Question to Ask the Workplace Doctors about unsupportive boss:
I am a 10 year employee of a Healthcare company and a staff nurse with a good record of performance. In my 25 years of nursing I have never encountered a supervisor who displays a lack of clear boundaries in her verbal communications…this had very negative consequences for me in terms of my job stress/ job security and I am not sure how I should best proceed. Here is the readers digest version.
On of my first encounters with her was a conversation about stray cats in her yard (at the time I was doing cat rescue work), which she was trying to find homes for….using her position of authority, I was manipulated into helping her capture the mother and 2 kittens, which I consequently took into my home and fostered until they were adopted. This was quite stress provoking to me and she never thanked me, not did she acknowledge my efforts in any way…her attitude seemed to me it was my job to do so.Several months later, I had to go on medical disability for a herniated disc in my neck; I was out of work for 5 months during which I had surgery to repair it.
I have been back to work now for 9 months, despite her attempts to block my return to work and to cause me to be terminated from the company. Here is what happened. A. One week into my medical disability, she called me on the phone and said “Well, what are you going to do for a job now…we are not getting any younger, you know.” B. At my next office appointment with my surgeon, she was present in the office and overheard much of my communication with my surgeon, regarding my medical condition. It was at this point that I involved my Union Rep to preserve my job stability and to preserve my right to patient/doctor confidentiality. C. Upon returning to my job after surgery, she blocked me at the doorway and stated that I would need special clearance. Subsequently involving both managers above her who were told by my Surgeon’s nurse that I was trying to manipulate inappropriate clearance back to work (which was untrue and would have amounted to fraud If I had done so). D. Having been back on the job for nine months with no sick days and an having met all the job requirements as before, she and I were working together one day recently; she asked me about aspects of my surgery, then told me about her friend, a fireman, who injured his neck and is now “on some desk job” She then started talking about physical wear and tear caused by a job; when I confronted her about her comments the next day (which I interpreted to have clear reference to her opinions about my condition), she denied knowing what I was talking about and then stated that she was talking about her friend, not about me.Bottom line, how do I protect myself from a Boss who keeps trying to get personal information from me and who has shown through her actions that she will use that information against me with regards to my job security???
Signed, Against Me
Dear Against Me:
We are happy to help in any way we can. It sounds as though you are a long-time professional person with a history of good work. Sometimes it’s hard to apply the knowledge and skills you have used successfully in the past to deal with an emotional matter right now; but that will help you develop a plan. Let me share some thoughts and perhaps you can use them to assist you in your own thinking about this problem. I always think it is a good idea to analyze a problem first, to get a good picture of what has happened, what is happening and what one wants to have happen in the future. The first thing to consider is your history with your supervisor. Apparently you have not been supervised by her your entire time there, so you might want to consider how your relationship with her is the same or different than with former supervisors. If you have had positive evaluations and good working relationships in the past, you will be in a much better position to deal with the current situation than if you have often had conflicts. In addition, if your evaluations and daily activities reflect that you are a valued member of the team, no one will want you to lose you because of the conflict. Former supervisors also make good resources for getting advice about situations. You might want to consider asking one of them about this matter.You might also want to consider your supervisor’s relationships with other employees. Is she generally well thought of and only you and a few others have issues, or is she considered a problem by most people? Have others filed grievances about her or complained about her? Answer those questions for yourself and you will have a better idea of how much support you might receive if you decide to take strong action now.If you have close friends there who will be honest with you, ask them for their opinions about the relationship between you and your supervisor. Rather than asking them to take sides, ask, “If you were asked to look at this completely objectively and comment on what you see going on between the two of us, what would you say is her perspective, my perspective and a middle ground if you think there is one?”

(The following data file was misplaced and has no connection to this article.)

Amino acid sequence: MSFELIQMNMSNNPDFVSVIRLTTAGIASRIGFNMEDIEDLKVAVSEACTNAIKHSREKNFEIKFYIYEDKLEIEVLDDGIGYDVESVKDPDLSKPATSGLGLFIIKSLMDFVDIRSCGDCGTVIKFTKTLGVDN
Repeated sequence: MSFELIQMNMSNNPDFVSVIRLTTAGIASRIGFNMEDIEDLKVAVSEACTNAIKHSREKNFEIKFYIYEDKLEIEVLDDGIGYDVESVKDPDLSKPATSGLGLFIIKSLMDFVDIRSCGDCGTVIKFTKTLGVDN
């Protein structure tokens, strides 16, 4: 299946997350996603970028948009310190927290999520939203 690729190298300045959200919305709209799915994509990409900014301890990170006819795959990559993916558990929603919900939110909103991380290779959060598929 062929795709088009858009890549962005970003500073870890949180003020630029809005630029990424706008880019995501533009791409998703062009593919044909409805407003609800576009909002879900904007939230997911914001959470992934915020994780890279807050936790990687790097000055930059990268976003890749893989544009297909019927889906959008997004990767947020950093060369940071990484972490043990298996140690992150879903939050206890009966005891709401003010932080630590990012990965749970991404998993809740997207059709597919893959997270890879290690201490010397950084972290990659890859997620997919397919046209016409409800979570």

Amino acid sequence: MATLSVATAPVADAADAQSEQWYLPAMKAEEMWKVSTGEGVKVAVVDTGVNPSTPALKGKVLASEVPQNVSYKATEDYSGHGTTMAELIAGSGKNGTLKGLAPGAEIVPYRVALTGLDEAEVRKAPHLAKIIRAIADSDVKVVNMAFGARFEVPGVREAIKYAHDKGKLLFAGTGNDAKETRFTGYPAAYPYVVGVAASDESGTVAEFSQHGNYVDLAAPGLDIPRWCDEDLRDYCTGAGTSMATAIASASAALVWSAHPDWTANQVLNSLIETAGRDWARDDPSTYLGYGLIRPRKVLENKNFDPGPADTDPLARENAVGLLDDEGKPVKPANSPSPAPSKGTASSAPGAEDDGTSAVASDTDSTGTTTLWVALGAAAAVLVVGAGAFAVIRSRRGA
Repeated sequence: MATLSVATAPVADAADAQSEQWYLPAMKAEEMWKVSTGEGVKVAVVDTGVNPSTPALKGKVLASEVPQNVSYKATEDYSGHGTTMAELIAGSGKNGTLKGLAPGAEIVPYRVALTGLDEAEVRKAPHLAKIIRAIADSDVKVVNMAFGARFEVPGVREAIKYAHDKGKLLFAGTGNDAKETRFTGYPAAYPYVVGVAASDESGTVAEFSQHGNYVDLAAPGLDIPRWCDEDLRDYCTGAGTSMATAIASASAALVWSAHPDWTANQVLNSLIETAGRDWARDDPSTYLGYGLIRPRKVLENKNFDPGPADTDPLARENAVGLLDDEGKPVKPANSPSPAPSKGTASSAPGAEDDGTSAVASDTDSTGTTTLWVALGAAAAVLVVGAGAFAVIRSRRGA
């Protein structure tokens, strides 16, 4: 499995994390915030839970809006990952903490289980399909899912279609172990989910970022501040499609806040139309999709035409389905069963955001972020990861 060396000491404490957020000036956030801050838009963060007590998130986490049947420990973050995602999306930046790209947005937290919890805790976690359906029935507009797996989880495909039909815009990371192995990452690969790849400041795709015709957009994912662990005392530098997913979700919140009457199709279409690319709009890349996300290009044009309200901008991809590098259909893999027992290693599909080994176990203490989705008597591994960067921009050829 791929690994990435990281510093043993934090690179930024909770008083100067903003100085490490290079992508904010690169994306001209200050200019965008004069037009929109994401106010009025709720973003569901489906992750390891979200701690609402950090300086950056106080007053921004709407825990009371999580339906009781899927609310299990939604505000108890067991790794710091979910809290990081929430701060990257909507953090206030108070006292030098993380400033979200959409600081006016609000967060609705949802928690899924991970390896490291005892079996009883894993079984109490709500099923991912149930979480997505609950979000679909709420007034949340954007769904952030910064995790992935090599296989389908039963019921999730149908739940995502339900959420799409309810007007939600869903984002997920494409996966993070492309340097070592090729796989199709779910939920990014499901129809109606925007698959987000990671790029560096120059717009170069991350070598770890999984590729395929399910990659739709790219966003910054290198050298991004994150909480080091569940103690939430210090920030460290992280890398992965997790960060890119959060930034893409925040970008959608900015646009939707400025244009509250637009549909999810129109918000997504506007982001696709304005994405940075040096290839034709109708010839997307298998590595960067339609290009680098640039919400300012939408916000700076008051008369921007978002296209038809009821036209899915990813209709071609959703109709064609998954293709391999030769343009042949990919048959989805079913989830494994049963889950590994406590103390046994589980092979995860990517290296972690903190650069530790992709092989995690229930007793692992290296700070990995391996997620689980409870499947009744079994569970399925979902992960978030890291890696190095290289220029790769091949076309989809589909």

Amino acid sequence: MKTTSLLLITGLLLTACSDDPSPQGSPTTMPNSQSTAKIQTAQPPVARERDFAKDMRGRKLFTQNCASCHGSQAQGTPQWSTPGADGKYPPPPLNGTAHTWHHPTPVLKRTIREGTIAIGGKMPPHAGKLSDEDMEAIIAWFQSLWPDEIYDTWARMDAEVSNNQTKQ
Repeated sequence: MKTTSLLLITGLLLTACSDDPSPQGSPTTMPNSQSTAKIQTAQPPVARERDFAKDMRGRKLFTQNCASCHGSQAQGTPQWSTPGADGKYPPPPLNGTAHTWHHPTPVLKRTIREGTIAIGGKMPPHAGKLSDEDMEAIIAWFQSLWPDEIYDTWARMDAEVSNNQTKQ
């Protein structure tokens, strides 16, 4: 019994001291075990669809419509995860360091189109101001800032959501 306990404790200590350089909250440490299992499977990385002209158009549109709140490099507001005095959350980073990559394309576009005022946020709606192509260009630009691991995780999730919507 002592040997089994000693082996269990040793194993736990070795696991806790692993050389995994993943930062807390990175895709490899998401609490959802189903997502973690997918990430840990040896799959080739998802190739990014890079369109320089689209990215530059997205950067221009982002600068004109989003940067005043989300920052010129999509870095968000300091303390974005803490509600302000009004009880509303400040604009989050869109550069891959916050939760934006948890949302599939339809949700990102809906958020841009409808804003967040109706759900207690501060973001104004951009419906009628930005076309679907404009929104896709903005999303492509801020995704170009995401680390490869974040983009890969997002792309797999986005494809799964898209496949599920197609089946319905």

You still won’t get the exact truth, because all such discussions have some friendship-protecting going on, but at least you might hear one or more opinions that will help you see how this is viewed by others. That might reinforce your thoughts or it might encourage you to rethink them. Another thing to consider is, if you have expressed concerns in the past, what actions were taken? You say you filed a union grievance. Those are nearly always investigated and result in a decision of one kind or another. If you felt the union did not agree with you and an investigation was not ruled in your favor, you may have an idea of how your complaints might be viewed now. If the union staff agreed and pushed for an investigation–and there was a finding that your supervisor did wrong; that would give you support for action now.
You don’t say how your supervisor could have overheard a conversation with your surgeon, in his office. But if that is the case, I would think a complaint to the doctor would have also been appropriate. However, you mention problems with his nurse and that might add to the issue.So now you are in a situation where you apparently feel things cannot continue as they are; and it does seem this situation will not get better! But before you think about what to do, consider that your supervisor is probably not going to be fired, whatever action you take. That reality may make a big difference in your actions! There are several potential paths for you: 1. You can file a formal complaint with HR, alleging unfair treatment and harassment based on your injuries. If you were to do that, you would want to list all the things you mentioned to us, with any witnesses who can show you have not been treated as others with injuries have been treated. Or, that your work has been harmed or your job threatened, because of your treatment. I don’t think this is the best approach because you would likely not have enough evidence to prove it and you would be placed in a very awkward position if nothing came of it. However, it is one option.You could even consult a labor attorney to see if there are legal or civil issues that action could be taken about. Again, you would still be working with her if things didn’t go well.